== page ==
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Educating the Public on Cancer Prevention

On Saturday, May 4, Philadelphians flooded the Benjamin Franklin Parkway for the Franklin Institute’s ninth annual Philadelphia Science Festival. For the fourth consecutive year, the American Association for Cancer Research (AACR) was a sponsor of the community event, giving eager kids and their families the opportunity to learn about science with hands-on experiments and activities.

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ICYMI: A Summary of Annual Meeting 2019 Blog Posts

The American Association for Cancer Research (AACR) Annual Meeting 2019 drew more than 21,000 attendees, providing a robust forum to present and discuss the latest breakthroughs in cutting-edge basic, translational, and clinical cancer research. As always, the meeting attracted some of the best minds in research and medicine, representing many facets of cancer care. Researchers, physician-scientists, policymakers, advocates, and industry representatives all played important roles in exchanging information over the course of a dynamic Annual Meeting program.

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AACR Annual Meeting 2019: The Biden Cancer Initiative

Like many Americans, Dr. Jill Biden has been personally affected by cancer. Friends, her parents, and her son Beau have all died of the disease, fueling her desire to fight for better treatments.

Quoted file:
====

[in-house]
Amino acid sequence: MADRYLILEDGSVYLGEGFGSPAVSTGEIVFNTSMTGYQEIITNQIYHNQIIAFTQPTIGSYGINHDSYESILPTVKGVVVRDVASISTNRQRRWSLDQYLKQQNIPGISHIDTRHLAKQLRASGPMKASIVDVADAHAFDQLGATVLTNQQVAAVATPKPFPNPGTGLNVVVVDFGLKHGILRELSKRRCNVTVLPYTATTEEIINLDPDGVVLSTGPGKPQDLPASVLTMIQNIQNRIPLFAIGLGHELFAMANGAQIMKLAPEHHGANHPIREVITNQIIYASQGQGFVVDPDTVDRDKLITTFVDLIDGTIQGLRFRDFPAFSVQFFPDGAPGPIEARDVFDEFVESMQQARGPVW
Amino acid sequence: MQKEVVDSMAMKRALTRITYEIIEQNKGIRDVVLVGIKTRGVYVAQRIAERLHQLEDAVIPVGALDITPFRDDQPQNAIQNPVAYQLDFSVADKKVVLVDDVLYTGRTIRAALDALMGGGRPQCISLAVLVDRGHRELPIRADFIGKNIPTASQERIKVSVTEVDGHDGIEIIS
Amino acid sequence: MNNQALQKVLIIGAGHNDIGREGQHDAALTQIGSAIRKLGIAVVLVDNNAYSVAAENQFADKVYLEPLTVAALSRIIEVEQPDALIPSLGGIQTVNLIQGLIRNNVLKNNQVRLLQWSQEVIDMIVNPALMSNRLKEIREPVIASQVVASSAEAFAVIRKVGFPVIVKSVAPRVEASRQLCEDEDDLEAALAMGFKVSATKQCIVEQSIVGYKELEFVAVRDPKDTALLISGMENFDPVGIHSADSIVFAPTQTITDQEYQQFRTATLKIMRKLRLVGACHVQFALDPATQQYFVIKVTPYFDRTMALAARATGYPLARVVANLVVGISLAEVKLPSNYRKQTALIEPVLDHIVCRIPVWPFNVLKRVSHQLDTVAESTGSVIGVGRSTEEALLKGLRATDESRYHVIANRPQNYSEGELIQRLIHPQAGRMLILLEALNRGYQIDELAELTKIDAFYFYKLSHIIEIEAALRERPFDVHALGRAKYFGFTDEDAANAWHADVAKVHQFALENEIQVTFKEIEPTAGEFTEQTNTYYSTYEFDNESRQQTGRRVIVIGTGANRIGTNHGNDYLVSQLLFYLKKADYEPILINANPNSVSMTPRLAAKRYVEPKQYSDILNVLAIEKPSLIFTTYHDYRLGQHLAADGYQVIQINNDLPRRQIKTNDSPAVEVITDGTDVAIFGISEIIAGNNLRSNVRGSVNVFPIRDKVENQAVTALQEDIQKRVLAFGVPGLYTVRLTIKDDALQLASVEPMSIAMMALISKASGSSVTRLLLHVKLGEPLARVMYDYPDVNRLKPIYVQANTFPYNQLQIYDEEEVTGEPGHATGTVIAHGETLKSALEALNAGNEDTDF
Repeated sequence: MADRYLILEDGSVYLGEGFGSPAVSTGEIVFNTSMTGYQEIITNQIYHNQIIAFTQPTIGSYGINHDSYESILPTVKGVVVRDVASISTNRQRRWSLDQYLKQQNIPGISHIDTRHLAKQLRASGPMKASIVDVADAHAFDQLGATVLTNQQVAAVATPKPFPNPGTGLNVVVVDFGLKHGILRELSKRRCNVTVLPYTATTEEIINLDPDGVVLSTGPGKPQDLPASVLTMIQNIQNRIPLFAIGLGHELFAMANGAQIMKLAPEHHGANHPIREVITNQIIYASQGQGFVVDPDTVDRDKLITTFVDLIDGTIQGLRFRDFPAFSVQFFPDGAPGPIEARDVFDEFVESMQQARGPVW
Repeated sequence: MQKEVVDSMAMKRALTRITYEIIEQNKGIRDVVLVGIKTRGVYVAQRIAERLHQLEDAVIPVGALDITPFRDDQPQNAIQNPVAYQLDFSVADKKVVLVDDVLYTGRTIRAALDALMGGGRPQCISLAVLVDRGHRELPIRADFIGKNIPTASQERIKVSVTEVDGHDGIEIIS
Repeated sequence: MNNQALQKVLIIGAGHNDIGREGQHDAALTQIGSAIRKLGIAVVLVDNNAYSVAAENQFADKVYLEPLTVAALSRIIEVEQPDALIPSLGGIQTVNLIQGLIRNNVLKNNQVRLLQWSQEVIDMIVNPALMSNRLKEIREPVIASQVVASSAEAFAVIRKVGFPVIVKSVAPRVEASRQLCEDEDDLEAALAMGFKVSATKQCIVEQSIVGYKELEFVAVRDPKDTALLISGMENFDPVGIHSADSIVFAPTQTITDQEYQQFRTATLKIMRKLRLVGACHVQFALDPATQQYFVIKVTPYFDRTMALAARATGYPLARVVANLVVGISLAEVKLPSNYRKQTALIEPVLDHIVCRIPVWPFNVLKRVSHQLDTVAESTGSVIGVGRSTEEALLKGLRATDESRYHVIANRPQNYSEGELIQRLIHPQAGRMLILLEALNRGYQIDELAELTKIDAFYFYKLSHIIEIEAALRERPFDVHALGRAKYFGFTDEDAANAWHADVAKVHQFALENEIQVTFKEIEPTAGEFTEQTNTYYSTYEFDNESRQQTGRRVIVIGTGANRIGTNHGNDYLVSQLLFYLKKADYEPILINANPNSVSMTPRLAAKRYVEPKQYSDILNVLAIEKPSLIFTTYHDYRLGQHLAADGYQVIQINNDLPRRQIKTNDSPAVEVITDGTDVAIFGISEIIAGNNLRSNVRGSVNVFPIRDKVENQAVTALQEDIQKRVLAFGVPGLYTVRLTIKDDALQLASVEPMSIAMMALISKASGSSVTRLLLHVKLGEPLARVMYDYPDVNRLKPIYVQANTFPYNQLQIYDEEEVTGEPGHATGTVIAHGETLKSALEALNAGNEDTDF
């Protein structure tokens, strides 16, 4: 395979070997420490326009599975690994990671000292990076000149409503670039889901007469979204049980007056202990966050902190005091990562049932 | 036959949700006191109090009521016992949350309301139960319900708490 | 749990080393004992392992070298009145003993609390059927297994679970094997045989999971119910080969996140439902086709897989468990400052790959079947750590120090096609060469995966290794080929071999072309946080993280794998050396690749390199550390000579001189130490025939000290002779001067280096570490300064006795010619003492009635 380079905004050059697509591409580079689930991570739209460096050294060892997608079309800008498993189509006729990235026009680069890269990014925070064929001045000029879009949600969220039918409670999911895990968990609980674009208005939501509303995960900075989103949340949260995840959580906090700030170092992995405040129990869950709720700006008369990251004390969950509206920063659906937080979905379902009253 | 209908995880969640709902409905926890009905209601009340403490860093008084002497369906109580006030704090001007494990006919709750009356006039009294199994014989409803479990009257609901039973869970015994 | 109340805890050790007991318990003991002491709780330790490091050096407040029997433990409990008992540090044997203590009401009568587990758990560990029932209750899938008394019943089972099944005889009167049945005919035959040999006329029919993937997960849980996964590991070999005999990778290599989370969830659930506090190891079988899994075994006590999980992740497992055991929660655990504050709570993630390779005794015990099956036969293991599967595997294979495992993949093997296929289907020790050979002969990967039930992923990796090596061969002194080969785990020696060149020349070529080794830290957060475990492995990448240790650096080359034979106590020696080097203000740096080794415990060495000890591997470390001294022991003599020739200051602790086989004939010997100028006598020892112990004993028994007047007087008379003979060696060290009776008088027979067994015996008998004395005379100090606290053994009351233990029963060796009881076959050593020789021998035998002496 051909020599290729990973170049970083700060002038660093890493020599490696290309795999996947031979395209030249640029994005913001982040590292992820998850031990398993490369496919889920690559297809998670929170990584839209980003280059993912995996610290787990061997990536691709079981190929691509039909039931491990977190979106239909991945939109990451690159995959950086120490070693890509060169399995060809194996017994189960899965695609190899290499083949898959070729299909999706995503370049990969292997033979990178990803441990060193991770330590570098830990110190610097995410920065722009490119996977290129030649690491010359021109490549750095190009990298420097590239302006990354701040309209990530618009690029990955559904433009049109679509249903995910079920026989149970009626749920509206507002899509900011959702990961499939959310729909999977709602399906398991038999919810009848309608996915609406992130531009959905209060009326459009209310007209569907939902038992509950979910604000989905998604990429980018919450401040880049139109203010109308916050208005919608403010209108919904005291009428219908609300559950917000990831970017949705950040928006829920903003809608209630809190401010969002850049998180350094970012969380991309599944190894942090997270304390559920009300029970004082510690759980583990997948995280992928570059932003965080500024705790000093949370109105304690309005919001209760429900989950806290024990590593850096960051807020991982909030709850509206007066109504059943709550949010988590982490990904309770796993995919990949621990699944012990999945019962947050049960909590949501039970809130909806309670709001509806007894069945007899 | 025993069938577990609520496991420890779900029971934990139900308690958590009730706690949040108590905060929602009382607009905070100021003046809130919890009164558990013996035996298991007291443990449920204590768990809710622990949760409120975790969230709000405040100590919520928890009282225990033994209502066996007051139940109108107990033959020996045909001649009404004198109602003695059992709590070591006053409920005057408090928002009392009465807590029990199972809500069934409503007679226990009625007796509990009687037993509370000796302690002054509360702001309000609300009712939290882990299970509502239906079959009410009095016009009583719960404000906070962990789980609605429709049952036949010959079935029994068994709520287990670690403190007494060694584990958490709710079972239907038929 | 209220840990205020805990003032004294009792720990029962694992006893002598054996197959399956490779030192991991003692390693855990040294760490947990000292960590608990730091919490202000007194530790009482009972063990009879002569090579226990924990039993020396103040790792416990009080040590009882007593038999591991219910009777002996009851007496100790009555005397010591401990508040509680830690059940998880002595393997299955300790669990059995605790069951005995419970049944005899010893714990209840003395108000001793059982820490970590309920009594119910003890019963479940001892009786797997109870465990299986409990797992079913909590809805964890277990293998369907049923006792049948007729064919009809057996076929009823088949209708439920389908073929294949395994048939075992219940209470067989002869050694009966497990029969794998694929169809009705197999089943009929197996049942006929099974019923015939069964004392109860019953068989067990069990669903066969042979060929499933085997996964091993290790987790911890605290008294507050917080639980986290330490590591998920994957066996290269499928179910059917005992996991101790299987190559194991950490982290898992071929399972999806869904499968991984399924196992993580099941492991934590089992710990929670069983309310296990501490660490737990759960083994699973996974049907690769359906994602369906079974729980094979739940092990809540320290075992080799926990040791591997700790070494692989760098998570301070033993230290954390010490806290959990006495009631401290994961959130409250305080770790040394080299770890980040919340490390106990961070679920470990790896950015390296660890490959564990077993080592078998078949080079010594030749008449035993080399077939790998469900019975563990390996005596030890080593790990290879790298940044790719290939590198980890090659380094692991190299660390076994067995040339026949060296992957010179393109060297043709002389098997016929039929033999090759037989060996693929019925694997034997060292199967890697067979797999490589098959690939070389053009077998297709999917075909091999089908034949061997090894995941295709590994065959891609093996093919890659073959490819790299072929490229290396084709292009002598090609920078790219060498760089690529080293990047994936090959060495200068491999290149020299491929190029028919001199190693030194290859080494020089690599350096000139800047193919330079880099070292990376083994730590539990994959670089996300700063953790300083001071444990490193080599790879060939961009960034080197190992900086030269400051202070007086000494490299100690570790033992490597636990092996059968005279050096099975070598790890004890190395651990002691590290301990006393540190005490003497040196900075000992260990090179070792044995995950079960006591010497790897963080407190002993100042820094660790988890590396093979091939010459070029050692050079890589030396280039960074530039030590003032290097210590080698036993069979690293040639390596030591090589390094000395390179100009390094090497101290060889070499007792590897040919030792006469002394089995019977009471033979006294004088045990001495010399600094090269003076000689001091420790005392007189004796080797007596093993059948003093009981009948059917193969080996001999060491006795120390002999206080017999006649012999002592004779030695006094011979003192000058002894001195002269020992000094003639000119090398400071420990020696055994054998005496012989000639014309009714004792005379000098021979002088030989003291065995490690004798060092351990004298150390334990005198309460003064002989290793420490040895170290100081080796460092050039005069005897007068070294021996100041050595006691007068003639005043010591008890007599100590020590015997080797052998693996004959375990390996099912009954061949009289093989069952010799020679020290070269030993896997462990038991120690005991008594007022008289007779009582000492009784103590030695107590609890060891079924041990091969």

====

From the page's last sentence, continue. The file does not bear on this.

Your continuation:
She and her husband, former Vice President Joe Biden, established the Biden Cancer Initiative to build upon the work begun as part of the Cancer Moonshot Initiative in 2016. Dr. Biden attended the American Association for Cancer Research Annual Meeting 2019 on Sunday to share some of the progress that has been made, and to discuss how collaboration will be important in securing future progress.

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Women in Cancer Research Group Celebrates 20 Years

Twenty years ago, the American Association for Cancer Research launched Women in Cancer Research (WICR), a membership group designed to recognize the scientific achievements of female cancer scientists and provide support in their career endeavors.

The group has thrived for the past two decades, increasing the visibility of women in cancer research, creating professional development opportunities for female investigators-in-training, and growing into a community in which women can discuss the challenges and successes of female scientists.

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The Poster Sessions: Showcasing the Latest Research

Stepping onto the exhibit floor at an Annual Meeting poster session is a memorable experience. Row upon row of colorful posters beckon, and the chatter of thousands of people fills the room.

During the upcoming American Association for Cancer Research (AACR) Annual Meeting in Atlanta, 5,167 posters will be presented over the course of six poster sessions. These posters represent 10 major areas of scientific research, plus two policy tracks.